I’m planning to apply for a fellowship with Getty Research Institute (especially with their new initiative of African American art history) in a few years and after substantially modifying this proposal when my institutional position becomes rather stable. However, since the application material or research/project plan should be confidential until the moment of acceptance, I’m really reluctant to share the detail of my archival project here on the Commons. Instead of talking about the content of my proposal, I’d just like to address why I decided to apply for this particular fellowship coming from my backgrounds.
As I perhaps implied in my previous blog post (when talking about Beauford Delaney’s letters), I’m quite interested in African American artists (especially, queer or queer feminist) whose works are intersecting with the history of letters or otherwise epistolary writings. While researchers in literary criticism have been approaching artists’ letters more for the content or the transcription of the content, I’m more interested in highlighting the low art forms, undecodable secrets, and odd or campy mythology in artists’ letter writings. Fortunately, Getty’s new initiative (on African American art history) recently acquired the archive (including manuscripts and letters) of Los Angeles artist Betye Saar whose work is in line with my “underground” inclinations. I’ve been wanting to work with Getty’s as they are capable to pursue both analog and digital projects but I couldn’t really find a suitable fellowship where I would be able to contribute my training both in literature and film/video studies. And now that Getty owns the archive of significant portion of Saar’s writings, it feels rather comforting that I don’t have to resolve the copy right issues of artist’ objects. Also, I will partly pursue a digital project using my research and writing on a certain aspect of Saar’s work (which I won’t address here), working amidst the dirt of this physical archive (which needs much sorting and curation from now on) feels almost pastorally intimate and expansive to me.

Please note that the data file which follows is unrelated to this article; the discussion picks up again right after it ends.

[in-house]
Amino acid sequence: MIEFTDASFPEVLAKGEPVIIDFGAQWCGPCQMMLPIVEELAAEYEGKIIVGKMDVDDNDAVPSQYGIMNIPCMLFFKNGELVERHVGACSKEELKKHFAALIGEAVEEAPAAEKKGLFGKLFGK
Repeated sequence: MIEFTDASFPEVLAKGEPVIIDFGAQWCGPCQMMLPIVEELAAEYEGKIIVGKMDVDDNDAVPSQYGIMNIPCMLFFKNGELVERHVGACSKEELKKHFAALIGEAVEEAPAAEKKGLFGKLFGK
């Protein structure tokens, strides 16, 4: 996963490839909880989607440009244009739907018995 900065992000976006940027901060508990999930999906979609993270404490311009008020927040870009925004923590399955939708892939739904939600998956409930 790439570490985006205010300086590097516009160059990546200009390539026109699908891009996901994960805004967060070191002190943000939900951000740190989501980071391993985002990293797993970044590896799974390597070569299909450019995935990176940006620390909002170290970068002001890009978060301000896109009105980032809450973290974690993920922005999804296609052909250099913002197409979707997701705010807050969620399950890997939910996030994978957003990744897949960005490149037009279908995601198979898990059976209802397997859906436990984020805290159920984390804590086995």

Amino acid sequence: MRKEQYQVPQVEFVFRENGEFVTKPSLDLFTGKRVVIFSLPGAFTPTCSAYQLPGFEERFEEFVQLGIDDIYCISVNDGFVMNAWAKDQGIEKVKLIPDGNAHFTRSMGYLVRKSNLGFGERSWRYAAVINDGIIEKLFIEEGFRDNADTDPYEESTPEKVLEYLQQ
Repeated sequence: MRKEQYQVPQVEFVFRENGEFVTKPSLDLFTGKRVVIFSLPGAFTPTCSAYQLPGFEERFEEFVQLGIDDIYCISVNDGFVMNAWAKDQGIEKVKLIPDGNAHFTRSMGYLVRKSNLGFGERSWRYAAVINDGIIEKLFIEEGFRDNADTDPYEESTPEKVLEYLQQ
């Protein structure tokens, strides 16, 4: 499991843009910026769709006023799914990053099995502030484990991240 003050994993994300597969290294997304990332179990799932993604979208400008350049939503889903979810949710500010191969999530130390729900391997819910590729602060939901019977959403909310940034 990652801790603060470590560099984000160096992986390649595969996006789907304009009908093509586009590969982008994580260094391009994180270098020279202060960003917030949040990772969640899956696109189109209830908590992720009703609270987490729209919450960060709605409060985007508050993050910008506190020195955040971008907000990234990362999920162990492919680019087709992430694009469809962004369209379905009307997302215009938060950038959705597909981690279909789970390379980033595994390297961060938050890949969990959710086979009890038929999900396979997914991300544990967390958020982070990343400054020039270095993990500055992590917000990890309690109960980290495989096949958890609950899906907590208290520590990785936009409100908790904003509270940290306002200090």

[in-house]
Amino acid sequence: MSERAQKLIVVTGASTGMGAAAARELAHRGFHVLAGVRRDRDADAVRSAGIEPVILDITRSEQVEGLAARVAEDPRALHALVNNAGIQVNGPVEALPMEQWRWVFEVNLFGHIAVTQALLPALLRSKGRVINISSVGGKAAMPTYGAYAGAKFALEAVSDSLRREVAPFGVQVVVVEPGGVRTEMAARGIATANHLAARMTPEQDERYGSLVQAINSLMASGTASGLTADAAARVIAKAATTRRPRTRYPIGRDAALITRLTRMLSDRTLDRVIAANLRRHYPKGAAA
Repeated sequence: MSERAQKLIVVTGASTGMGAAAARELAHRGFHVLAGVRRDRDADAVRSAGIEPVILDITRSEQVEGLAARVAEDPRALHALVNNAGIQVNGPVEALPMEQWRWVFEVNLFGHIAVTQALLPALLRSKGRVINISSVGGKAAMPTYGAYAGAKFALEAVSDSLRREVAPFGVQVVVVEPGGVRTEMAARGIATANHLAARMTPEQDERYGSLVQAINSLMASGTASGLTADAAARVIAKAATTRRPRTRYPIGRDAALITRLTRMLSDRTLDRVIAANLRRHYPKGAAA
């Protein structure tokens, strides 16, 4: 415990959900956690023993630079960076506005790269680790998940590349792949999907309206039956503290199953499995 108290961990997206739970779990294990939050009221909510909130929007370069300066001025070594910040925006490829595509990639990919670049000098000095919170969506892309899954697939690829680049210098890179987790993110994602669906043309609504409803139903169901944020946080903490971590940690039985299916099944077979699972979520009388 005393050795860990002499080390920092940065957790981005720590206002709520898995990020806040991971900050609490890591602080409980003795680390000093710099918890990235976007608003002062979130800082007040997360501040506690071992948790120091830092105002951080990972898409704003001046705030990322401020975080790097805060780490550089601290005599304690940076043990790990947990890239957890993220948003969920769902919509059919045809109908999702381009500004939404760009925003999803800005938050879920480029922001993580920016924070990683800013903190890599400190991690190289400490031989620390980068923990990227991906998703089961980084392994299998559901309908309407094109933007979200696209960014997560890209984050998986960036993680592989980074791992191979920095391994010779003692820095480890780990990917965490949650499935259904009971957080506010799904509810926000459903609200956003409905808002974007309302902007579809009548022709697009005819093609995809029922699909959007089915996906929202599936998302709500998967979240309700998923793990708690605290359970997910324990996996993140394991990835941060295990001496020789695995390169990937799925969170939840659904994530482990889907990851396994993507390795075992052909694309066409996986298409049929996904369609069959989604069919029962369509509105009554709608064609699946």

Obtaining Getty’s fellowship in any kind isn’t easy, however. All of them are prestigious fellowships that many of PhDs and tenured professors in Art History seek after establishing their careers to some extent. My strength (as a Comparative Literature PhD), unlike most of art history PhDs, can be probably found in my scholarship and training with letters and notebooks as well as archival video art and oral history projects. And I have worked with some of artists’ archives for their publications which engage with artists’ writing and digital art, so I feel equipped to be a fellow with this initiative. I don’t feel comfortable to address my qualifications here, so I’m shortly closing my blog post. Anyhow, I’m excited to think of an opportunity of being in proximity to the physical archive while producing something digital out of it for Getty’s exhibition toward the public. Additionally, Getty’s African American art initiative is focused on collaboration with other institutions, so I feel that my project will be benefited by working with various scholars coming from other partnered archives.